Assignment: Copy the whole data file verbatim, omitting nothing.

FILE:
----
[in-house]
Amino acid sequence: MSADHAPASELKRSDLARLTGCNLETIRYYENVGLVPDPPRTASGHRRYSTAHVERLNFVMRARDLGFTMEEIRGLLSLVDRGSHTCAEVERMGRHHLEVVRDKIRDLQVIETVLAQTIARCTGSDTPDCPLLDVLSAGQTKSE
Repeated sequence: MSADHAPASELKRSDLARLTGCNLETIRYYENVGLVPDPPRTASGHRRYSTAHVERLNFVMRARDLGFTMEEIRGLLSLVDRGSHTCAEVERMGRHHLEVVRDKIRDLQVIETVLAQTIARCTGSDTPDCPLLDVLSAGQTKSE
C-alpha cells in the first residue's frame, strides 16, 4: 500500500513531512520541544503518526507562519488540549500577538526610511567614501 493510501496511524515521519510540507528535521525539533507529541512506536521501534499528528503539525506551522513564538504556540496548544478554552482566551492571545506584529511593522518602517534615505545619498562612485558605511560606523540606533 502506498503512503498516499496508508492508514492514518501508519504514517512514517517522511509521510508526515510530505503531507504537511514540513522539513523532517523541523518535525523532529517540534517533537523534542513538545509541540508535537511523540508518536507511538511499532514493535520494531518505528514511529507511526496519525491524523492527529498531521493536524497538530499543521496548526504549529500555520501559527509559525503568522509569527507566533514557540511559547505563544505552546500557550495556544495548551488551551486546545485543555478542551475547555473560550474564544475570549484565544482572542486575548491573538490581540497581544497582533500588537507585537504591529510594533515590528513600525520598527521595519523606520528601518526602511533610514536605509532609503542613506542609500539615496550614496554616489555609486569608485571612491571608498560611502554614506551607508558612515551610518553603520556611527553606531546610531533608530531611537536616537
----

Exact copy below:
[in-house]
Amino acid sequence: MSADHAPASELKRSDLARLTGCNLETIRYYENVGLVPDPPRTASGHRRYSTAHVERLNFVMRARDLGFTMEEIRGLLSLVDRGSHTCAEVERMGRHHLEVVRDKIRDLQVIETVLAQTIARCTGSDTPDCPLLDVLSAGQTKSE
Repeated sequence: MSADHAPASELKRSDLARLTGCNLETIRYYENVGLVPDPPRTASGHRRYSTAHVERLNFVMRARDLGFTMEEIRGLLSLVDRGSHTCAEVERMGRHHLEVVRDKIRDLQVIETVLAQTIARCTGSDTPDCPLLDVLSAGQTKSE
C-alpha cells in the first residue's frame, strides 16, 4: 500500500513531512520541544503518526507562519488540549500577538526610511567614501 493510501496511524515521519510540507528535521525539533507529541512506536521501534499528528503539525506551522513564538504556540496548544478554552482566551492571545506584529511593522518602517534615505545619498562612485558605511560606523540606533 502506498503512503498516499496508508492508514492514518501508519504514517512514517517522511509521510508526515510530505503531507504537511514540513522539513523532517523541523518535525523532529517540534517533537523534542513538545509541540508535537511523540508518536507511538511499532514493535520494531518505528514511529507511526496519525491524523492527529498531521493536524497538530499543521496548526504549529500555520501559527509559525503568522509569527507566533514557540511559547505563544505552546500557550495556544495548551488551551486546545485543555478542551475547555473560550474564544475570549484565544482572542486575548491573538490581540497581544497582533500588537507585537504591529510594533515590528513600525520598527521595519523606520528601518526602511533610514536605509532609503542613506542609500539615496550614496554616489555609486569608485571612491571608498560611502554614506551607508558612515551610518553603520556611527553606531546610531533608530531611537536616537